Bird's-Nest Fungus

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Wayne's Word Noteworthy Plant For June 1996

Bird's-Nest Fungus

A Minute Fungus With A Remarkable
Method Of Dispersing Its Spores


This issue of "Noteworthy Plants" is dedicated to a tiny cup-shaped fungus containing minute flattened spheres resembling eggs in a bird's nest. It is the reproductive or fruiting body of a remarkable fungus known in scientific circles as Cyathus olla.

This unusual species belongs to the order Nidulariales (Class Basidiomycetes), a fascinating group of fungi appropriately named "bird-nest fungi." The little cups are about five millimeters in diameter, about half the size of an ordinary thumb tack. They appear during the late winter and early spring rainy season along a trail on the hillside east of the main Palomar College campus. The trail starts at a lovely creek lined with white alders and ascends a north-facing slope of dense coastal sage scrub where it connects with the upper part of the Palomar College Arboretum. Like the chaparral, this endangered California plant community receives its rainfall during the winter and spring, primarily in the months of January through April. The little cups only appear during this season when the soil is damp, particularly in shady places along the trail. They are not conspicuous and are easily overlooked by joggers and casual observers. This is yet another example of an inconspicuous species that lives out its life in a marvelous and unique cycle that is seldom seen by people.

Several fruiting bodies (splash cups) of the amazing bird's-nest fungus (Cyathus olla) growing along a trail through the Coastal Sage Scrub northeast of the Palomar College campus. The small size of these fungi (not their value) is indicated by the U.S. penny (one cent).

  How Large Is Penny In Above Image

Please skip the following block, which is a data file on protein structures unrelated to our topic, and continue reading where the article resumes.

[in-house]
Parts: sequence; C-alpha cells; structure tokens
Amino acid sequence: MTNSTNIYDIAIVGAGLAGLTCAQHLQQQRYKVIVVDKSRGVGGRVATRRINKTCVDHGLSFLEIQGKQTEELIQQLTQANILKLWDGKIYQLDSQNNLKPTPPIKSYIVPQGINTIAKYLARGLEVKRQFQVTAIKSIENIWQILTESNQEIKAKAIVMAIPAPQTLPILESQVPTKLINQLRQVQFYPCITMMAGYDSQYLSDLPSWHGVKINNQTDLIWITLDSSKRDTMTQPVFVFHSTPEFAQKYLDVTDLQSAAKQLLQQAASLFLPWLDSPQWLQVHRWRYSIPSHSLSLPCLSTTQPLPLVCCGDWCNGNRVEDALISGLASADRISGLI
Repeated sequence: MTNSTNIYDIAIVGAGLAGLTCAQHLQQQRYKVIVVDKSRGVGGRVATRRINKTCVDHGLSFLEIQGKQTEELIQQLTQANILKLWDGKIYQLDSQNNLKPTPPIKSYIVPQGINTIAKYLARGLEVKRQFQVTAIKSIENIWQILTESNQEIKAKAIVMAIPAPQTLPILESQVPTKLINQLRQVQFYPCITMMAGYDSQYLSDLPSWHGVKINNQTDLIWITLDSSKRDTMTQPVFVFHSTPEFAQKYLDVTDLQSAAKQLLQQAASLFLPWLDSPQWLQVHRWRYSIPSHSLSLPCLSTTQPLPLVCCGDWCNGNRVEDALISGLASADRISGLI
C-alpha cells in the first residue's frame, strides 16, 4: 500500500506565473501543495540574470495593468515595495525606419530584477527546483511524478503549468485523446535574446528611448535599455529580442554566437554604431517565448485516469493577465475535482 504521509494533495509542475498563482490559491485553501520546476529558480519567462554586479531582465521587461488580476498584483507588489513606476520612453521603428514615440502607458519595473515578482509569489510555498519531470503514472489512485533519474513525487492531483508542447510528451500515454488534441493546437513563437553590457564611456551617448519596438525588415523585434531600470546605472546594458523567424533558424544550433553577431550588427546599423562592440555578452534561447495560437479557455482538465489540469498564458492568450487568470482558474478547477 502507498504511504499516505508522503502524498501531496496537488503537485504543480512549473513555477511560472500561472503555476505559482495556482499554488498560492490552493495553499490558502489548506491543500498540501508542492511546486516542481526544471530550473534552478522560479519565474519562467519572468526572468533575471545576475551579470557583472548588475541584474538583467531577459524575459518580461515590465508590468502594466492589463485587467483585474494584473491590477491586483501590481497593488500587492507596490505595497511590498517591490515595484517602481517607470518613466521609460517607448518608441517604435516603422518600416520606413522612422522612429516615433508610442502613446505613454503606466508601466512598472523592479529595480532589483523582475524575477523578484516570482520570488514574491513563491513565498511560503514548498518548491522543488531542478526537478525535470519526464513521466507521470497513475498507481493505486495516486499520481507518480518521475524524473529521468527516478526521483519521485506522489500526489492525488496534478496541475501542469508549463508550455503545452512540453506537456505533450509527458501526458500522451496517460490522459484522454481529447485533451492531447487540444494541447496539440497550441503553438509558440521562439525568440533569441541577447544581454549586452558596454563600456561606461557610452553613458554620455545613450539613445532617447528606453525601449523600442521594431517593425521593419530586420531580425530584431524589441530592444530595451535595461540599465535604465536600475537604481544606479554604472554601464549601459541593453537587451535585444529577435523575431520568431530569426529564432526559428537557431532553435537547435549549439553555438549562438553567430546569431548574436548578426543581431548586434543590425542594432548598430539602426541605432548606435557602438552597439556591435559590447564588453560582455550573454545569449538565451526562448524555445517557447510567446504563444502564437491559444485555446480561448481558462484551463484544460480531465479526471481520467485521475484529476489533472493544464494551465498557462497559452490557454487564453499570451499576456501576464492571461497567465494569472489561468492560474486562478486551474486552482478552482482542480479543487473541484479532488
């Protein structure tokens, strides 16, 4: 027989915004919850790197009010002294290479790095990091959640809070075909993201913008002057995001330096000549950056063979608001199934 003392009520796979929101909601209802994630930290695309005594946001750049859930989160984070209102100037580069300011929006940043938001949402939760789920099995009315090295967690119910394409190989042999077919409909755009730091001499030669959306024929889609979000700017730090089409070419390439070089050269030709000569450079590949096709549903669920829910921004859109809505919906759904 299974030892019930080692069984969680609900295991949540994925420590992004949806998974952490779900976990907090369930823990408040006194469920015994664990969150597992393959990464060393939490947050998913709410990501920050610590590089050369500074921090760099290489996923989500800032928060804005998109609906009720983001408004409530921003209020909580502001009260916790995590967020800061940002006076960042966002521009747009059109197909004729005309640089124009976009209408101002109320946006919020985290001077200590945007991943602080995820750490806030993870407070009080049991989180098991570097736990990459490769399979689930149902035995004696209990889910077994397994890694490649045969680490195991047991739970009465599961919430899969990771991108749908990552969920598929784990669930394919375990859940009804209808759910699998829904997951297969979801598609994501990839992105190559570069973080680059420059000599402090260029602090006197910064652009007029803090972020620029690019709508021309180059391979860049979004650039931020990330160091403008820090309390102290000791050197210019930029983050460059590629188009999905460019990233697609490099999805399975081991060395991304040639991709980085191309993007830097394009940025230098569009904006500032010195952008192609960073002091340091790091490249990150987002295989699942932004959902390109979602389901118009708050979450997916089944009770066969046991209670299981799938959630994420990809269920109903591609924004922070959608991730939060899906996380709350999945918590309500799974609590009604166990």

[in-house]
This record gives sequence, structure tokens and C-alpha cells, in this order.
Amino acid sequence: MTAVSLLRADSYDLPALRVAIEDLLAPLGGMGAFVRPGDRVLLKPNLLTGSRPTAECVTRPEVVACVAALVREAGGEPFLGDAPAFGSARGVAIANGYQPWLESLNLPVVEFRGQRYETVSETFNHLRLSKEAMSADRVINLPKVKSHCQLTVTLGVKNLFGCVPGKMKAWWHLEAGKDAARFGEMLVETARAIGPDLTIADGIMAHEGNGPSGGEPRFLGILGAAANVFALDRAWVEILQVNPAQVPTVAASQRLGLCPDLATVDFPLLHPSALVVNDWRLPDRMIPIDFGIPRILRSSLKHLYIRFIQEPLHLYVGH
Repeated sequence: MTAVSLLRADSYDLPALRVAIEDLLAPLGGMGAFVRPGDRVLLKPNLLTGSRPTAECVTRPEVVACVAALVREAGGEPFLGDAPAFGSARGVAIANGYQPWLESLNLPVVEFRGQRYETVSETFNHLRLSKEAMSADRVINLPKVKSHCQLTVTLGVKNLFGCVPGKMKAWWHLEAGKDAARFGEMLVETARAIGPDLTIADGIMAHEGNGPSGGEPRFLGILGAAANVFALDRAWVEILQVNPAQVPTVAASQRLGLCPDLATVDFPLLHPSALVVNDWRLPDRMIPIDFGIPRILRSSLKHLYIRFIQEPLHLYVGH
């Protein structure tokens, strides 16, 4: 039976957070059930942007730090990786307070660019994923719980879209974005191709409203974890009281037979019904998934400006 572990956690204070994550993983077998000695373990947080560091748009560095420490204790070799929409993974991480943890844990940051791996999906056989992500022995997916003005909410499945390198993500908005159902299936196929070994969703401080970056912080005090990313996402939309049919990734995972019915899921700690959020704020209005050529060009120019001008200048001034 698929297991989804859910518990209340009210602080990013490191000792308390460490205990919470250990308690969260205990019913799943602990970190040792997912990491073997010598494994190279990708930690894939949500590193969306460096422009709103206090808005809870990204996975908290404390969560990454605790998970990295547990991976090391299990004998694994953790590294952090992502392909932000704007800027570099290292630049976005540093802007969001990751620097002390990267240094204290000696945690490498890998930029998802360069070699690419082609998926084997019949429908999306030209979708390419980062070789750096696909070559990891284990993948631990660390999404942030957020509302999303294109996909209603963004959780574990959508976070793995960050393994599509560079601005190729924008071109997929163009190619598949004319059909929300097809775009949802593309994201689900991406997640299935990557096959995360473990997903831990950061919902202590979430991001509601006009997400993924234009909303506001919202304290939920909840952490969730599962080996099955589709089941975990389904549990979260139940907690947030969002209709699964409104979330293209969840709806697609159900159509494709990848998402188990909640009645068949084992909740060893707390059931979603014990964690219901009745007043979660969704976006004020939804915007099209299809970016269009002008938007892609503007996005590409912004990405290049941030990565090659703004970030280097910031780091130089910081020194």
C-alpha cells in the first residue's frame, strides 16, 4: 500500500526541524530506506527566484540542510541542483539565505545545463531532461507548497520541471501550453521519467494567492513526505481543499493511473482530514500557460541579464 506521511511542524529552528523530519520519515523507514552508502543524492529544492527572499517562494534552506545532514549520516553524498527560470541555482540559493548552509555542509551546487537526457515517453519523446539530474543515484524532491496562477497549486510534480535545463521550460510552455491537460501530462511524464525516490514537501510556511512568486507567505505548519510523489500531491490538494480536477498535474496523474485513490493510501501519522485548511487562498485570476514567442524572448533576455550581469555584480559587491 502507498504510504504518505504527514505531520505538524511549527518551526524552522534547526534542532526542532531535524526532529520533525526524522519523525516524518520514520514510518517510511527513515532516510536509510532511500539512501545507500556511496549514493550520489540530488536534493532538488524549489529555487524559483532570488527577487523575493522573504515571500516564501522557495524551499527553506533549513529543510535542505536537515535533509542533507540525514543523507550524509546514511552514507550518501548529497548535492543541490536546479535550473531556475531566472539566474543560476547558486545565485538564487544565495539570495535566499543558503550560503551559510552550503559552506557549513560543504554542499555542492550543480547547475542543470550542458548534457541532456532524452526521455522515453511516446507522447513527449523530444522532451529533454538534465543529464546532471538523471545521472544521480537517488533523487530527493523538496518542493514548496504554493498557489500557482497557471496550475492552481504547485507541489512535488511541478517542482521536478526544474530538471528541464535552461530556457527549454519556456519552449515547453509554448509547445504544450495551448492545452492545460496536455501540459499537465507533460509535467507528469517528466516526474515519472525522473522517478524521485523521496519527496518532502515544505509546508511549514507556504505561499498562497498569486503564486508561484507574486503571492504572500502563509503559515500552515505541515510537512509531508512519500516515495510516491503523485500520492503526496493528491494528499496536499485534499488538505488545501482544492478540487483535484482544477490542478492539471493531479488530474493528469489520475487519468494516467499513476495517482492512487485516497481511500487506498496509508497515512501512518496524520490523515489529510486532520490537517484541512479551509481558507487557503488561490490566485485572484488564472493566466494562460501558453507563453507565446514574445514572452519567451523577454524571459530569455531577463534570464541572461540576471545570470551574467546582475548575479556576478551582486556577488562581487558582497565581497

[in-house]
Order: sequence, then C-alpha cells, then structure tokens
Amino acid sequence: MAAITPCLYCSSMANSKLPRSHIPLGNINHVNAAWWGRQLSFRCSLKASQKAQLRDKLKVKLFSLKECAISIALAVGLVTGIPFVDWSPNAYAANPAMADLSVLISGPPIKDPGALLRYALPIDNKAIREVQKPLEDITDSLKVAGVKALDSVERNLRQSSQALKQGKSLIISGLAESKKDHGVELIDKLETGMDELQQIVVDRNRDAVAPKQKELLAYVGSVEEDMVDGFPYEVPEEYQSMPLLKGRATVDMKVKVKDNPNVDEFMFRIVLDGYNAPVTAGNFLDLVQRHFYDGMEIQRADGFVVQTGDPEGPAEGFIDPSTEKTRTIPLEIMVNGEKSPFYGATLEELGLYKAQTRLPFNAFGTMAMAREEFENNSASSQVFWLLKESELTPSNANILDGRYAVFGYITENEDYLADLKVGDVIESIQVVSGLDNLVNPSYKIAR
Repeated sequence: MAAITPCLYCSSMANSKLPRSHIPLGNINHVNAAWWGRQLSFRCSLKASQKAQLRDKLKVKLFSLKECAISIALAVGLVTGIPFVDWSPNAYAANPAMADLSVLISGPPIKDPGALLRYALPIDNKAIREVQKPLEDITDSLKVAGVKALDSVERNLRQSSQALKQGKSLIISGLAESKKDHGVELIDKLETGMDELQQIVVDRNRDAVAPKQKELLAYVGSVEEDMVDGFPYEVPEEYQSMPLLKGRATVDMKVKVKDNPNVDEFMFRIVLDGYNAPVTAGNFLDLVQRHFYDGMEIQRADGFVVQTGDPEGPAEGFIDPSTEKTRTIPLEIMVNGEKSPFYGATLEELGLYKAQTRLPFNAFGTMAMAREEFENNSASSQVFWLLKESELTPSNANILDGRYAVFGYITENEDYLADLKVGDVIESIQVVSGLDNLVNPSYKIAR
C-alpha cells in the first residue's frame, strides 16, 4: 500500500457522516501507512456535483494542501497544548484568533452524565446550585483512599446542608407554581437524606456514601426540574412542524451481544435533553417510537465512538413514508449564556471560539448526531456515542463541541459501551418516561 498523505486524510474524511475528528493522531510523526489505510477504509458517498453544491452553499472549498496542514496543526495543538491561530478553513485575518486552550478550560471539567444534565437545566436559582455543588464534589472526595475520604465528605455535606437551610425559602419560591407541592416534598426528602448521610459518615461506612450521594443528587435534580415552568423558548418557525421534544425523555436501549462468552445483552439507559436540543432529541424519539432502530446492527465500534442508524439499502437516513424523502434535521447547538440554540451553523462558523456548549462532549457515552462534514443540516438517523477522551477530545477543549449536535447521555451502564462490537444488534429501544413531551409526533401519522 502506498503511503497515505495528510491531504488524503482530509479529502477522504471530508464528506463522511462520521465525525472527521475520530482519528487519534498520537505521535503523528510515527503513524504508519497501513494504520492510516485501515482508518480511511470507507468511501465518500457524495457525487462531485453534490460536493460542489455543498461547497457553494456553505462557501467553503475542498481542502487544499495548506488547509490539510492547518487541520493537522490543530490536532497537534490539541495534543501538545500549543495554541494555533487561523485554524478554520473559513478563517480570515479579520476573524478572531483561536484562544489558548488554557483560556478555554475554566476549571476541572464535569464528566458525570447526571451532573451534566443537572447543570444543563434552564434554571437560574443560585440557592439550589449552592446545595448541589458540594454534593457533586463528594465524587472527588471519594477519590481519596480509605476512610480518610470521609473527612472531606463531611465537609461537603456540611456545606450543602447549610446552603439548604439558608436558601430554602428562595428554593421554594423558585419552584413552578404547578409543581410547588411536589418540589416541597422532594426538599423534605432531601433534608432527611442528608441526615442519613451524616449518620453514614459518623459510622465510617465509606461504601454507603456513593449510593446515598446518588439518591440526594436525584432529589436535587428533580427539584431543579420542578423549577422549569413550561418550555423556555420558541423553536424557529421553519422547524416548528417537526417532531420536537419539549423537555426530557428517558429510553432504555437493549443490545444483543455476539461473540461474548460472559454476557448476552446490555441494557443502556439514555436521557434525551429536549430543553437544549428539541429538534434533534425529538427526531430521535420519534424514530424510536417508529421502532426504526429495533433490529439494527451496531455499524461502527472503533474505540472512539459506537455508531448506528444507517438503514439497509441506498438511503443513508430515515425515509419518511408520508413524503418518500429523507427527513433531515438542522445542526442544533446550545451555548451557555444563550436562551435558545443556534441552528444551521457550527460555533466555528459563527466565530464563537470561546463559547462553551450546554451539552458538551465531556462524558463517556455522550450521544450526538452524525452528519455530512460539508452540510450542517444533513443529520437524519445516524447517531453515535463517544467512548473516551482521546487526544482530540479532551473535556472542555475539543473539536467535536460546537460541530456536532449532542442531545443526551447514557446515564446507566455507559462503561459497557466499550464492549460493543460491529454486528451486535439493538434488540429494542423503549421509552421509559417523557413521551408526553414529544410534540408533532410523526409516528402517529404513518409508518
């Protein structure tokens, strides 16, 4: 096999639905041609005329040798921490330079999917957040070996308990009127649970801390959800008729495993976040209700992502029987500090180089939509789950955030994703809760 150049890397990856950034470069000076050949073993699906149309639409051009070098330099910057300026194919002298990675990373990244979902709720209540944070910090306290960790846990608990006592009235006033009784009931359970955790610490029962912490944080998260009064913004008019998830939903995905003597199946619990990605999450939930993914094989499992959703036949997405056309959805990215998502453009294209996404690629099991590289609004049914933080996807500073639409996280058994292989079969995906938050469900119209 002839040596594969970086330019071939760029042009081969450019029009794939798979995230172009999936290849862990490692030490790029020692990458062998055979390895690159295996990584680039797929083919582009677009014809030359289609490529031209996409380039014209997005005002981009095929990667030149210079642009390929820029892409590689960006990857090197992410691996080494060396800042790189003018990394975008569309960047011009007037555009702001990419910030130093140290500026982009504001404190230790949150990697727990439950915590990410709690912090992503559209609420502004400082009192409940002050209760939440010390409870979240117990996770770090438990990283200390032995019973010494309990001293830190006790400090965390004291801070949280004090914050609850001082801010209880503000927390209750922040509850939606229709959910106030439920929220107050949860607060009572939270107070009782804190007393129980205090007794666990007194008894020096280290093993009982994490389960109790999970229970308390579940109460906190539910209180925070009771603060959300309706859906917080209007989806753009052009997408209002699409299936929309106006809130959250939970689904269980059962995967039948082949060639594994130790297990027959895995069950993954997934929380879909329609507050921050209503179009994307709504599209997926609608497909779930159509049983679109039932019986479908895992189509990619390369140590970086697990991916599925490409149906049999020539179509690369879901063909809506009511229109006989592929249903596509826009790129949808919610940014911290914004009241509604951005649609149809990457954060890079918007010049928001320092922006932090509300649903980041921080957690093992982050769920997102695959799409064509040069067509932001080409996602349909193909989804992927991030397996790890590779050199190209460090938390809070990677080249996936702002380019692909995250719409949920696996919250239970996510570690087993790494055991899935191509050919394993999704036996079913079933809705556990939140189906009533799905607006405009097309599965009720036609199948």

The cup-shaped fruiting body of Cyathus olla contains 4-5 or more "eggs." The eggs are flattened lentil-shaped structures called peridioles and they contain special cells called basidiospores by which this fungus reproduces and disperses itself. Each peridiole is attached to the inner surface of the cup by a slender, hollow stalk which contains an inner, coiled, threadlike, funicular cord. The fragile outer layer of the stalk (called the purse) is easily ruptured, thus releasing the inner, coiled, funicular cord. When wet, the funicular cord elongates greatly and may reach a length of 6-8 inches (15-20 cm). The base of this elongated cord (called the hapteron) is very sticky and adheres readily to solid objects after it is released from the cup.

Bird's-nest fungus (Cyathus olla). This specimen was growing in a flower pot with Brodiaea terrestris ssp kernensis collected from the Laguna Mountains of San Diego County.

Bird's-nest fungus (Cyathus olla) on the campus of Palomar College.

See Illustration Of The Remarkable Bird's-Nest Fungus

Cups of Cyathus essentially serve as "splash-cups" during a rain storm. Similar splash cups containing small asexual "buds" called gemmae are also found on the thallus of certain liverworts such as species of Marchantia. Rain drops falling at approximately six meters per second strike the cup and eject the peridioles to a distance of three to four feet. [In the related genus Sphaerobolus, the single peridiole in each cup is forcibly ejected by an internal osmotic pressure build-up, like a miniature cannonball shot from a funnel-shaped blunderbuss muzzle.] Even though it is only rain drops falling on the cup of Cyathus, the force of the ejection causes the fragile outer portion of the stalk (called the purse) to burst--thus releasing the inner funicular cord and basal hapteron that were coiled up inside the hollow stalk. Like a wad of glue, the sticky hapteron strikes a solid object, such as a nearby plant, adheres to a branch, and as the peridiole continues in flight the funicular cord expands to its full length. Then, like a tetherball winding around a pole, the peridiole winds around the branch where the hapteron has become attached. Thus, the peridiole soon hangs down vertically or is wound around the object to which the hapteron is attached. Upon drying, the peridiole splits open releasing its precious cargo of spores which fall to the ground--perhaps being carried by the wind to new substrates.

What is truly remarkable about this little fungus is the very specialized and elaborate method of dispersing its spores. It literally flings its peridioles up into a nearby shrub so the spores can be released into the air several feet above the ground. For more information see the fascinating article by H.J. Brodie (1951): "The Splash-Cup Dispersal Mechanism In Plants," Canadian Journal of Botany Vol. 29: 224-234.

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